“People who love themselves, don’t hurt other people. The more we hate ourselves, the more we want others to suffer.”
― Dan Pearce,
Bullying is serious issue plaguing schools. It is also a complicated area of concern. It is curious to me that we address bullying in schools, but we don’t connect that behavior back to what is happening in the home. In my experience, children who bully are often experiencing one or more of the following:
1) Being bullied/abused/neglected in the home by parents/caregivers
2) Witnessing bullying in the home (e.g., parents calling each other names or acting violently towards each other)
3) Listening to their parents verbally bullying friends or family in front of them (e.g., that idiot, what a slut, he can’t do anything right, your sister is a bitch, your brother is a moron)
4) Viewing bullying on the television (pick any news channel)
5) Watching their parents or older siblings laughing at Vines or YouTube videos that include mocking, teasing, and/or physical mistreatment
6) Being bullied by an older sibling, cousin, kid on the bus, etc.
The lesson the child learns: The people that I love and that love me and take care of me think this behavior (bullying) is appropriate (and even funny). They find a vulnerable kid in the classroom and act according to what they witness playing out in the home. What is worse, the vulnerable kid they target might also be experiencing bullying in the home, but instead of acting out they retreat inside their own heads.
A child learns more by watching the people in their world than they do by listening to directions. We need to do a better job connecting the home environment of the child and the behaviors of the child in school if we want to fully address and eventually eliminate bullying. For example, an adult cannot make fun of homosexuals (condemn them, say they are going to Hell, call them sissies) in the home and then scold their child for doing the same thing at school. Moreover, the parent sometimes sides with the child in private, saying that people are too sensitive. Imagine how confusing that is for a child. The child does not know if bullying is bad or good.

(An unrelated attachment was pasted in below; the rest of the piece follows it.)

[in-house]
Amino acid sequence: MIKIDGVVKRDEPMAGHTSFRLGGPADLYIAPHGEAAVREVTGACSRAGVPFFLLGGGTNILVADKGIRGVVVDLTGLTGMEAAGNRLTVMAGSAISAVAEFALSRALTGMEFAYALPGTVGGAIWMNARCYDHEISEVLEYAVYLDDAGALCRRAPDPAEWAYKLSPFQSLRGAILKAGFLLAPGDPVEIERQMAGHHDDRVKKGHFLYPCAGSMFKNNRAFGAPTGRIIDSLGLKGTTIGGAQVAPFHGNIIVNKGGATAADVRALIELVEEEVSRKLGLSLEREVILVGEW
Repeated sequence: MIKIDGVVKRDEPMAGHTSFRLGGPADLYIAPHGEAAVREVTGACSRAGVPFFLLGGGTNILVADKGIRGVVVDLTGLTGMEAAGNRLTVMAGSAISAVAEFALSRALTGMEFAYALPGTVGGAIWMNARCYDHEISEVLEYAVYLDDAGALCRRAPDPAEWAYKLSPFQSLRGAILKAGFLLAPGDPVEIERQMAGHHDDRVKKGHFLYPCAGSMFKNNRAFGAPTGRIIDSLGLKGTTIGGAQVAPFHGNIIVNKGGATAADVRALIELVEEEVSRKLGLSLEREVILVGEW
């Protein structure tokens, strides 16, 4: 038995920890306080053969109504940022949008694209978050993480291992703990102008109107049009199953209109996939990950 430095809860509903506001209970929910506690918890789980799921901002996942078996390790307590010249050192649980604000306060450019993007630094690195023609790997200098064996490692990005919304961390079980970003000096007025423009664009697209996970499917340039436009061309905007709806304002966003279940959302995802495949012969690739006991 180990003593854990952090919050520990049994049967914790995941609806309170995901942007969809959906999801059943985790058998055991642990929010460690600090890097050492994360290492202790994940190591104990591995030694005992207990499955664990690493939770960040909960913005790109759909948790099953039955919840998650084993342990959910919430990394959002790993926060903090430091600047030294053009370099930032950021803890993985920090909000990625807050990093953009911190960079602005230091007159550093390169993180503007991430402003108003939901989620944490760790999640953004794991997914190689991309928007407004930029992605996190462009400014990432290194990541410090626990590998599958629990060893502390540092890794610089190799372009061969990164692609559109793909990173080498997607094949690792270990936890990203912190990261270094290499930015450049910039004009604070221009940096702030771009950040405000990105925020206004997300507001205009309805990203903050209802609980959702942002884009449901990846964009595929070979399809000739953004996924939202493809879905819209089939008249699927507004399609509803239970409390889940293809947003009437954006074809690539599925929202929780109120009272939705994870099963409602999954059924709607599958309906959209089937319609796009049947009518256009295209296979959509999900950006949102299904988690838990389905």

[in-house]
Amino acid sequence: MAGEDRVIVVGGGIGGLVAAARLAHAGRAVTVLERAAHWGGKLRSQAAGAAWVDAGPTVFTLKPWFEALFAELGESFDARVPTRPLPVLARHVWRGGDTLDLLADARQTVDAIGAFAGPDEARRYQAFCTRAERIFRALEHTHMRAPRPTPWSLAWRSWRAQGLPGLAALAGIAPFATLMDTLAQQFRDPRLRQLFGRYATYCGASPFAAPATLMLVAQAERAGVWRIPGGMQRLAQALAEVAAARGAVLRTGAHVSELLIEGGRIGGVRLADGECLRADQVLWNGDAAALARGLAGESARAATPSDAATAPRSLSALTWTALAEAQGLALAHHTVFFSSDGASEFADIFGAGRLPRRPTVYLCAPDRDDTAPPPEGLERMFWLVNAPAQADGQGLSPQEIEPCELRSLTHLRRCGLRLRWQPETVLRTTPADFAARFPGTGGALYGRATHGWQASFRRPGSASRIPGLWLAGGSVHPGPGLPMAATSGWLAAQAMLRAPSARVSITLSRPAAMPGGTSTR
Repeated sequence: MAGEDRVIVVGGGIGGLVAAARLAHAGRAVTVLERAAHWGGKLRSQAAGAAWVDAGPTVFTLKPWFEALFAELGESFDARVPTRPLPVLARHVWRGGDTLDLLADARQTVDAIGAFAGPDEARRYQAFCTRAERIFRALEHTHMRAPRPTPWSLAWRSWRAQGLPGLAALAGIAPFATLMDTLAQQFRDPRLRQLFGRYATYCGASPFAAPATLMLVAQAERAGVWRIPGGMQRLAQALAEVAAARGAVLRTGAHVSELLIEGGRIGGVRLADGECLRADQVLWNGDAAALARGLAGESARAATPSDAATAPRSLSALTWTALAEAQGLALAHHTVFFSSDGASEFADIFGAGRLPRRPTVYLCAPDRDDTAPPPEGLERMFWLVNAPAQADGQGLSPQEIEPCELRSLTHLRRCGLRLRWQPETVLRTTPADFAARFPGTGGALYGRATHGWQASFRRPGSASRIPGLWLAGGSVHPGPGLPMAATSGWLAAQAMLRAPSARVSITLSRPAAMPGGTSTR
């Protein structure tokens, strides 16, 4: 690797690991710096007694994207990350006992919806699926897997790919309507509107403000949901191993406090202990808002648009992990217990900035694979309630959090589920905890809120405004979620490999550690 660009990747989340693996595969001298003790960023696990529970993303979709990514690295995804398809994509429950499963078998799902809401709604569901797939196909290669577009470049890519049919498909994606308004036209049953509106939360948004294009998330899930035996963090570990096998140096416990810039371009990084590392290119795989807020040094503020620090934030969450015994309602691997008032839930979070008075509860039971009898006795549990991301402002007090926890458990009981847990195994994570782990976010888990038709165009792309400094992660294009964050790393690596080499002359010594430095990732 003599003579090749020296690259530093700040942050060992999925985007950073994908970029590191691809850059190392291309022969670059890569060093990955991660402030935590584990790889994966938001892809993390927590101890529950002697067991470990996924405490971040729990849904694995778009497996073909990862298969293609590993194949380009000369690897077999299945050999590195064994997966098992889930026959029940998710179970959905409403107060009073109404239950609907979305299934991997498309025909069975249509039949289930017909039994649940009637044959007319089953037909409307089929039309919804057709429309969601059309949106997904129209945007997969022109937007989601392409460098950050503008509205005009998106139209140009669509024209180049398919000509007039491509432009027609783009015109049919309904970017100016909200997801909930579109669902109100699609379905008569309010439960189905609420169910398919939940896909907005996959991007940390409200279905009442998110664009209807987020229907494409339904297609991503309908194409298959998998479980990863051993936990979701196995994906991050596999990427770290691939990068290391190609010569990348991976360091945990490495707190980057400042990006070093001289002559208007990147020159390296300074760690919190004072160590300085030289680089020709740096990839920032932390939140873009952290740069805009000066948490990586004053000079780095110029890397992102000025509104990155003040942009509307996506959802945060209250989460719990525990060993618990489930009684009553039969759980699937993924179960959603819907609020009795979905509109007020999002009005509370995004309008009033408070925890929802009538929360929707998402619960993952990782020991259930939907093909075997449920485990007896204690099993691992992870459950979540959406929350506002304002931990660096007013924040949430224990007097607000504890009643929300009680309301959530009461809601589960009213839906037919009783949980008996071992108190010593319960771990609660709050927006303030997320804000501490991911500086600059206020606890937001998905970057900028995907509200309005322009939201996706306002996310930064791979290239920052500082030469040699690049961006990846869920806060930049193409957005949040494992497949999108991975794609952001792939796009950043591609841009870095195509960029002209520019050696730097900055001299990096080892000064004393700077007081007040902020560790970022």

Many people are incredibly self-critical (I am not good enough, I am fat, and I’m dumb) and critical of others (my boss is an idiot and my coworker is a bitch). Complaining and criticism begets complaining and criticism. When left unchecked, this outlook leads to misery, anger, and resentment. And, it is often paired with “It’s not my fault I’m unhappy, it’s that idiot I have to work with (or I’m married to).” The child adopts these same thoughts and beliefs (spillover). And, the child learns that their happiness is not their responsibility and/or they do not have the power to make themselves happy.
When I am working with children, I hear these adult expressions coming from their mouths and I know exactly where they are really coming from. Frequently, adults do not appreciate how closely children are paying attention to the events occurring in their world. I promise you, they hear and see it all.
Why do I feel so passionately about this? Children are impulsive. Their brains are not wired to think long-term. So, bullying leads to suicide. My message to all the adults who think political correctness is for wimps: Your children can hear you. Be nice. Be nice to others. And, for pete’s sake be nice to yourself!
What to do if you find out your child is bullying another child? Compassionately and kindly explore what is happening with your child. Ask a lot of questions. Find out who and what is influencing this behavior. Be willing to take responsibility for how your own behavior may be influencing your child. Be willing to adapt the culture in your home and other places your child spends time to be less critical and more safe and compassionate. Be willing to get other people involved in the conversation to help support efforts to eliminate this behavior. Most importantly, intervene immediately and take the problem seriously.
What not to do? Don’t criticize your child for being a bully. This only shames them and perpetuates the problem.
Spare the rod, spoil the child is not healthy parenting advice. At all. Ever.
“Bully-related suicide can be connected to any type of bullying, including physical bullying, emotional bullying, cyberbullying, and sexting, or circulating suggestive or nude photos or messages about a person”